Mentions: In pilot studies, mice injected with 100% lethal doses of Vipera berus venom outlived or were completely protected for 24 h from death when treated with varespladib administered subcutaneously (4 mg/kg unless stated otherwise) at the same time as or after venom administration (Figure 3a,b). All mice treated with IV varespladib following administration of venom survived 24 h, even when varespladib was administered after envenomation (Figure 3c). Mice injected with varespladib subcutaneously (SC) or intravenously (IV) alone showed no signs of toxicity. Venom only mice had subcutaneous hemorrhage, progressive paralysis and appeared to die from respiratory arrest. Treated mice had a similar, but unquantified degree of subcutaneous hemorrhage and initially had similar symptoms to controls for several hours before rallying such that it was difficult to distinguish control from treated animals with all appearing ill, initially after envenomation and up to roughly three h.

View Article: PubMed Central - PubMed

ABSTRACT

Snakebite remains a neglected medical problem of the developing world with up to 125,000 deaths each year despite more than a century of calls to improve snakebite prevention and care. An estimated 75% of fatalities from snakebite occur outside the hospital setting. Because phospholipase A2 (PLA2) activity is an important component of venom toxicity, we sought candidate PLA2 inhibitors by directly testing drugs. Surprisingly, varespladib and its orally bioavailable prodrug, methyl-varespladib showed high-level secretory PLA2 (sPLA2) inhibition at nanomolar and picomolar concentrations against 28 medically important snake venoms from six continents. In vivo proof-of-concept studies with varespladib had striking survival benefit against lethal doses of Micrurus fulvius and Vipera berus venom, and suppressed venom-induced sPLA2 activity in rats challenged with 100% lethal doses of M. fulvius venom. Rapid development and deployment of a broad-spectrum PLA2 inhibitor alone or in combination with other small molecule inhibitors of snake toxins (e.g., metalloproteases) could fill the critical therapeutic gap spanning pre-referral and hospital setting. Lower barriers for clinical testing of safety tested, repurposed small molecule therapeutics are a potentially economical and effective path forward to fill the pre-referral gap in the setting of snakebite.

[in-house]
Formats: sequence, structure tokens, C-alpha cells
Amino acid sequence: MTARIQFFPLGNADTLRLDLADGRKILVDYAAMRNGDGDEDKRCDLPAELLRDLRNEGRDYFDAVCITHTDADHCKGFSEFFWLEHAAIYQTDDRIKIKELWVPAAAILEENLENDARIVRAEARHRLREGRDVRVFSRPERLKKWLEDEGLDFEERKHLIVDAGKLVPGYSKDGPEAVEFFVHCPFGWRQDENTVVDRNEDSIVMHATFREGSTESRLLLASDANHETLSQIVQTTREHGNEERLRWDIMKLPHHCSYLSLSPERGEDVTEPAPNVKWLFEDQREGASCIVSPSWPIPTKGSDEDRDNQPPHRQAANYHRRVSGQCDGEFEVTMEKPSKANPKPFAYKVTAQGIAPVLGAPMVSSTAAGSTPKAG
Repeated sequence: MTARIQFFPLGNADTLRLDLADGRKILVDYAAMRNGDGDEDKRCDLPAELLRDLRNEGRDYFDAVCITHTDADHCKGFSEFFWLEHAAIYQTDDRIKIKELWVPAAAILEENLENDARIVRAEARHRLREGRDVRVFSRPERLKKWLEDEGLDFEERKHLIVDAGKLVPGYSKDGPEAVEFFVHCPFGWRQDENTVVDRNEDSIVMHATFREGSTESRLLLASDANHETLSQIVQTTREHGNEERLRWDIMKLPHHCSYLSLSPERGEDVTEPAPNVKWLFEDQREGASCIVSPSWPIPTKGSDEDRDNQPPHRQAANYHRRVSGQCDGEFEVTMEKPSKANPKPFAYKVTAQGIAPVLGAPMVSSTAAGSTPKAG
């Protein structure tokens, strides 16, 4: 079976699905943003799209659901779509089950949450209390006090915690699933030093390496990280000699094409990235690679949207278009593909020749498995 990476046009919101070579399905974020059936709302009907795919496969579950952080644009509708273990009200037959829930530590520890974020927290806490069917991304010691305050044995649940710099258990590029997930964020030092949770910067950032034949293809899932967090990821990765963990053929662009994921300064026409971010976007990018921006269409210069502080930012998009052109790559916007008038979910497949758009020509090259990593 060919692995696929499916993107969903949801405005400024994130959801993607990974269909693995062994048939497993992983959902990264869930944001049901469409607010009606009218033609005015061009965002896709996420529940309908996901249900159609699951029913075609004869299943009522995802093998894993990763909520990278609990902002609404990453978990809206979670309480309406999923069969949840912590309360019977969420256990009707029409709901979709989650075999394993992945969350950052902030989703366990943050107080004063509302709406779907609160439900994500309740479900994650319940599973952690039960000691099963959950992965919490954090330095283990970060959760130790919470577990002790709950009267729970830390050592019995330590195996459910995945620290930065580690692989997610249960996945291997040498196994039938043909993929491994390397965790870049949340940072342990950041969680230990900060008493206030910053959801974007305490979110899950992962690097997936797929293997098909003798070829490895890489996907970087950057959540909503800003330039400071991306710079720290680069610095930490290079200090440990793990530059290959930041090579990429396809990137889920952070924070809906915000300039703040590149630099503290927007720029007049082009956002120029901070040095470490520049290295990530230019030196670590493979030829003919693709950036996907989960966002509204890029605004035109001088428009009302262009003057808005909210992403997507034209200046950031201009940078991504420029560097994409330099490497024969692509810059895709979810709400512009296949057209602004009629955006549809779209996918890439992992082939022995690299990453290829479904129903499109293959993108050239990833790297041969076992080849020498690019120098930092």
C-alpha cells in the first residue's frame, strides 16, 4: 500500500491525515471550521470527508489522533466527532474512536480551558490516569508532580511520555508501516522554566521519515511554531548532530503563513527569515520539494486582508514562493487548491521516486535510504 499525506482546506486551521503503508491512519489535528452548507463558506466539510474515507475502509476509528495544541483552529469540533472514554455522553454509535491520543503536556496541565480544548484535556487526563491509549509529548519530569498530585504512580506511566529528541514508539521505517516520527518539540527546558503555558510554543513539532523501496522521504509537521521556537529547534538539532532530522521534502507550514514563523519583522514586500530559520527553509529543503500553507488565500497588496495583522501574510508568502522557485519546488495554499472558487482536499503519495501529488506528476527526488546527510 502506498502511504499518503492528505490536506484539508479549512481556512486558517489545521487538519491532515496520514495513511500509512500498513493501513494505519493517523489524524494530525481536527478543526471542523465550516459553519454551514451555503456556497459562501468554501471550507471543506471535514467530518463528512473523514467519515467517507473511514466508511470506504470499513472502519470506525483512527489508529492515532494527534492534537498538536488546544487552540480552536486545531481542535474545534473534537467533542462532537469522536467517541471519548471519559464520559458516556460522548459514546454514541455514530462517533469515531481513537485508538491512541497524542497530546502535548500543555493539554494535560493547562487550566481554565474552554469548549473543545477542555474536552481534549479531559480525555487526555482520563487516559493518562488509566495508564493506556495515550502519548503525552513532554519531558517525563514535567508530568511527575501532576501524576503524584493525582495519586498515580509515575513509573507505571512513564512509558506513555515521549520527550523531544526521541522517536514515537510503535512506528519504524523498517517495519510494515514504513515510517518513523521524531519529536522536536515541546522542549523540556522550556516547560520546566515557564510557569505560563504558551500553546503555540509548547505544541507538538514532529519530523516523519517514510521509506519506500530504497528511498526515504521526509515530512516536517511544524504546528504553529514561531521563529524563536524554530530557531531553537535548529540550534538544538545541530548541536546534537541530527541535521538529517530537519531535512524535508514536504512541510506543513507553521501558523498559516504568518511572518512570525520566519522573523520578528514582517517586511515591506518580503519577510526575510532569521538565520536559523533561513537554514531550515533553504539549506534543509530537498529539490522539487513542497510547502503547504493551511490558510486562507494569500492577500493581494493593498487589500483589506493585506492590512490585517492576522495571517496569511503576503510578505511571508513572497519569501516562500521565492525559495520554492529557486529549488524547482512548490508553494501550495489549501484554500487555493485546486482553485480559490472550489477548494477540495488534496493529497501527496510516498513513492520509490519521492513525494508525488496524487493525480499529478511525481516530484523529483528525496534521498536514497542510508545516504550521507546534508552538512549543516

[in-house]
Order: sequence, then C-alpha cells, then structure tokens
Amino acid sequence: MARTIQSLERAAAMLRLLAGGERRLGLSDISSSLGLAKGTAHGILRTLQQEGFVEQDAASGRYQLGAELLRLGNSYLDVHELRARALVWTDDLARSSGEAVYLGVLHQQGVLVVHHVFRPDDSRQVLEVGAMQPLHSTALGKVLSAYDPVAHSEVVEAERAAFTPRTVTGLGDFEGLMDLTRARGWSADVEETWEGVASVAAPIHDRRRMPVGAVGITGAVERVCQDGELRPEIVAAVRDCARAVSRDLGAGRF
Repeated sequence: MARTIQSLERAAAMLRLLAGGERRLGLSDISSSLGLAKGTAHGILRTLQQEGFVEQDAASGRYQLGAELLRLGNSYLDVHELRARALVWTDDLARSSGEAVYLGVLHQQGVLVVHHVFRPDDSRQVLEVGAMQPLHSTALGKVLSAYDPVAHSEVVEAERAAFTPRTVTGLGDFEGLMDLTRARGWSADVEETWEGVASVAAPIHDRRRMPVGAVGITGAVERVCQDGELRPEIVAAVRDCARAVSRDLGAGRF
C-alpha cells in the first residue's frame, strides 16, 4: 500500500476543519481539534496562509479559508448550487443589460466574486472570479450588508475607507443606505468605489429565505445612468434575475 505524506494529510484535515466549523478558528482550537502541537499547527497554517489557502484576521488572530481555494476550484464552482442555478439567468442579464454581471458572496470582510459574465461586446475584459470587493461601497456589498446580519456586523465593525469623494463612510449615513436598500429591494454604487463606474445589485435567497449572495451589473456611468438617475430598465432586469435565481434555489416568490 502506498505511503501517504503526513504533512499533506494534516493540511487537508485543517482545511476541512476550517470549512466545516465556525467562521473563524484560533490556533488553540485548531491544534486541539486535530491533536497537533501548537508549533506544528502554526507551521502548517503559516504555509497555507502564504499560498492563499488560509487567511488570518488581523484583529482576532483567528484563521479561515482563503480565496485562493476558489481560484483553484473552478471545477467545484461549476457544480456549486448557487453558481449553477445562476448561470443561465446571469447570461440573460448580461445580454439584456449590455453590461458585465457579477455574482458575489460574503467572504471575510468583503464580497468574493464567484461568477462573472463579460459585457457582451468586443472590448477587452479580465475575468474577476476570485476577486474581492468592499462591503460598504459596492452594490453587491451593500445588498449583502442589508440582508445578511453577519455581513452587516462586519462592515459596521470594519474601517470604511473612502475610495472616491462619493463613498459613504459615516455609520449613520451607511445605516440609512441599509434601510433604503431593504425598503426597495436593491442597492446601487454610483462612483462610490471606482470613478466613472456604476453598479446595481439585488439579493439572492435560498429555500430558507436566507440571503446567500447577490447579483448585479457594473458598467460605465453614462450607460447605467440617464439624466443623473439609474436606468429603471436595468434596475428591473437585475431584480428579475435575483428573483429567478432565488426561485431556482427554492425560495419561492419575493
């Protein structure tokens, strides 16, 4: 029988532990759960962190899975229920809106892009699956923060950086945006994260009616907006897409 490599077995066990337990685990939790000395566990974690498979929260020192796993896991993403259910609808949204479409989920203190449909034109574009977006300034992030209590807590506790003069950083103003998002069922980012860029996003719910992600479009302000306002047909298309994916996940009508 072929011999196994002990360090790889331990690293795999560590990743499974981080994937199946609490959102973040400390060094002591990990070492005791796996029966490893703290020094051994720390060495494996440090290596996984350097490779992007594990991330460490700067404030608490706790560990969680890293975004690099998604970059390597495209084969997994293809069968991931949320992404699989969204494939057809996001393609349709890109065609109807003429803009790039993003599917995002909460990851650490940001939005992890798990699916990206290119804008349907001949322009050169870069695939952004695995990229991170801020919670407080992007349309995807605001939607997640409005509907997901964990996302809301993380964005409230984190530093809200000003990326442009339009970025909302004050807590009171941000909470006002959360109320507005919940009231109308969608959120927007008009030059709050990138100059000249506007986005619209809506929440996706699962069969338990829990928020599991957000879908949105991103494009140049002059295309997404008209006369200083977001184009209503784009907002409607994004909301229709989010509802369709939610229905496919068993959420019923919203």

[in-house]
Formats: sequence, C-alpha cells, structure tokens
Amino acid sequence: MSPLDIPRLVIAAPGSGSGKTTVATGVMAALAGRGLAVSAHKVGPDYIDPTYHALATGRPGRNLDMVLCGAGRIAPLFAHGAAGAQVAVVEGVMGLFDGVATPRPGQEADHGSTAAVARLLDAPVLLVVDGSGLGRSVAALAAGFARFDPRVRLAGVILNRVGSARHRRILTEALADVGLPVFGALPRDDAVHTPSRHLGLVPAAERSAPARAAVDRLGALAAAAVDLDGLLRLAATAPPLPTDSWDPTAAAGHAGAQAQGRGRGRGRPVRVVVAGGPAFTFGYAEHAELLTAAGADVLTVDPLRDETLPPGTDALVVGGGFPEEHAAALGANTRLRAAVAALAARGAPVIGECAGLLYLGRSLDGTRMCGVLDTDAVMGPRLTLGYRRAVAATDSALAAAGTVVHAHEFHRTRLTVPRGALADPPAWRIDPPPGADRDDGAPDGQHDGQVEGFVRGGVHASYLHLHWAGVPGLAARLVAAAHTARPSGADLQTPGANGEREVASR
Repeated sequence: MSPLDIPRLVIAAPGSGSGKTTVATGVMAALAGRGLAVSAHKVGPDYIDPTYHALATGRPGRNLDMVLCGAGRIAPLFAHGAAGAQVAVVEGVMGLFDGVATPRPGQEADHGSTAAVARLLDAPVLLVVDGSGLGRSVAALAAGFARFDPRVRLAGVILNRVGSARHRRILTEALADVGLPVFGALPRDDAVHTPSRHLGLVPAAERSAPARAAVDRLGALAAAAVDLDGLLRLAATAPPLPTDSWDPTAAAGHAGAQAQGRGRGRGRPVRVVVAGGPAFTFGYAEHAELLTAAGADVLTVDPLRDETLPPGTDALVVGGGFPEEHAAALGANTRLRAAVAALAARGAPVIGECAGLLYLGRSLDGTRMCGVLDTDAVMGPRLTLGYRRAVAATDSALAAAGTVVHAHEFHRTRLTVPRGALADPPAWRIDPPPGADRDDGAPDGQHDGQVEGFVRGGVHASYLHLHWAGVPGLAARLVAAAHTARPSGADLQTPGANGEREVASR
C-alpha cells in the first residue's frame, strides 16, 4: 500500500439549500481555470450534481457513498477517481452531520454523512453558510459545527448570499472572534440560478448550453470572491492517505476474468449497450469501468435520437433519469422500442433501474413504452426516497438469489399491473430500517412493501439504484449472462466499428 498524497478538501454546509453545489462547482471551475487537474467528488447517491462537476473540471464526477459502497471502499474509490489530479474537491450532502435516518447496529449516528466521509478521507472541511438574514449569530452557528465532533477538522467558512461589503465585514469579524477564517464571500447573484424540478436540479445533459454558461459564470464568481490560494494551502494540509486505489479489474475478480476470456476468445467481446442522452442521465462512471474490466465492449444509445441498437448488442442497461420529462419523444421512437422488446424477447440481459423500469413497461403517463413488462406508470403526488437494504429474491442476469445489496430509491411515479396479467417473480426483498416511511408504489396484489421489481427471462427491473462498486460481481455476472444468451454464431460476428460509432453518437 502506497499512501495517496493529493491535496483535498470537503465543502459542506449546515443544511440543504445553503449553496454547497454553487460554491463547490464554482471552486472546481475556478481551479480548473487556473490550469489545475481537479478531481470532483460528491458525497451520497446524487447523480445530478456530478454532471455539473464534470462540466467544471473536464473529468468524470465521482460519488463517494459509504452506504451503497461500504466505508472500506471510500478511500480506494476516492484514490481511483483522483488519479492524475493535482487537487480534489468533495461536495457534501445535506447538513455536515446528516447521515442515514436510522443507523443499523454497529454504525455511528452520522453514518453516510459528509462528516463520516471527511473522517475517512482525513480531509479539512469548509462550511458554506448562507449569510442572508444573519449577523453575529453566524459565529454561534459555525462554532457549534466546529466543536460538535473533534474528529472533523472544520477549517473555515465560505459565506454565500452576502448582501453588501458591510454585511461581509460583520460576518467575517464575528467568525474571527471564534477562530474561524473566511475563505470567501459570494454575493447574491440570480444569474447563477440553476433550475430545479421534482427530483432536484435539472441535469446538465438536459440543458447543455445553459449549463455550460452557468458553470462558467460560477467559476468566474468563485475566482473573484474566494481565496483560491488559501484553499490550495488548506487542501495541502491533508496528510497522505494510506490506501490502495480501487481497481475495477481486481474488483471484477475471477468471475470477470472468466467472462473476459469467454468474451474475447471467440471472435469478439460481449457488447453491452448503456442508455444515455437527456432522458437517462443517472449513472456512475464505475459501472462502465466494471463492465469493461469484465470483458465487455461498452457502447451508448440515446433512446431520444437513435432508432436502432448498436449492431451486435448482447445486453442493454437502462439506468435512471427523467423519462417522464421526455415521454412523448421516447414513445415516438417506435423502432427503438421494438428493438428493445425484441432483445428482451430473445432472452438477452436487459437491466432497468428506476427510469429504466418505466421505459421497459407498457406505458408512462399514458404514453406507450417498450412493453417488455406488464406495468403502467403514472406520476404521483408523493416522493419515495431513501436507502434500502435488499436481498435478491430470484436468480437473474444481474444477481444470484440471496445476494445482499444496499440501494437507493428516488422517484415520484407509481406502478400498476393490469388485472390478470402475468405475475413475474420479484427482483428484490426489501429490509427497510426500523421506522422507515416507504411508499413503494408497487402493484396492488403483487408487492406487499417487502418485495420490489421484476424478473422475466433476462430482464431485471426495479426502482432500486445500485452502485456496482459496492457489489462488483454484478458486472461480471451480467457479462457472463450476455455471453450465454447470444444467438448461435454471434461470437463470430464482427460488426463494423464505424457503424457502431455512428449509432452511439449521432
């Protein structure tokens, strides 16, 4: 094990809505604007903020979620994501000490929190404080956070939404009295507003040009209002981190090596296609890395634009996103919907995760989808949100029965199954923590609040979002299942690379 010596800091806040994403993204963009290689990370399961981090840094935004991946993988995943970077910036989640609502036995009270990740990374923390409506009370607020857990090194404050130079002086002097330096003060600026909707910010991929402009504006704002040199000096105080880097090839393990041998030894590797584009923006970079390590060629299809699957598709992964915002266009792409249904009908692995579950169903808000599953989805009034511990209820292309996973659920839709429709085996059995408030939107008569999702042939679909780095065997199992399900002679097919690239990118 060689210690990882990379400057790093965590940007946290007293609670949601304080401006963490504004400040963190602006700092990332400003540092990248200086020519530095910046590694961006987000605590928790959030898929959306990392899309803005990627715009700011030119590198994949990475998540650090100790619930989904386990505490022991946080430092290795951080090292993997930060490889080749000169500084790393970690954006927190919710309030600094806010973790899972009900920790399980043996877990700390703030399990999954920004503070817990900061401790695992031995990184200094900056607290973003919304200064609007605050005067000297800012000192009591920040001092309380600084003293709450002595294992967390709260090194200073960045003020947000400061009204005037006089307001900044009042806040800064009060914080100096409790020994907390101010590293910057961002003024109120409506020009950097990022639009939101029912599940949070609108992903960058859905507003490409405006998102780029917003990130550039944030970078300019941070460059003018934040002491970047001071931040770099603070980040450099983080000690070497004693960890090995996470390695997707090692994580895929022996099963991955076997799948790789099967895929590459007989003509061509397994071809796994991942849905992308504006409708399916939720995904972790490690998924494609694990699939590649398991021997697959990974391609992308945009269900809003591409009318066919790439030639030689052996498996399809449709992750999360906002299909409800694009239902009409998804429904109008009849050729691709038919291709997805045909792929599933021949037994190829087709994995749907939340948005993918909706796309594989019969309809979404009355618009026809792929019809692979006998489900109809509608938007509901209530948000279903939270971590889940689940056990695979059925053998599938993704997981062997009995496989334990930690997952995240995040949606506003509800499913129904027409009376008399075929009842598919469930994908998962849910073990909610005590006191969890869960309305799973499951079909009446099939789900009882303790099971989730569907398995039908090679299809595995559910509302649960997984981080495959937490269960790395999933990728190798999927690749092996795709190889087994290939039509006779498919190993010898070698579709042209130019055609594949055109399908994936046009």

No MeSH data available.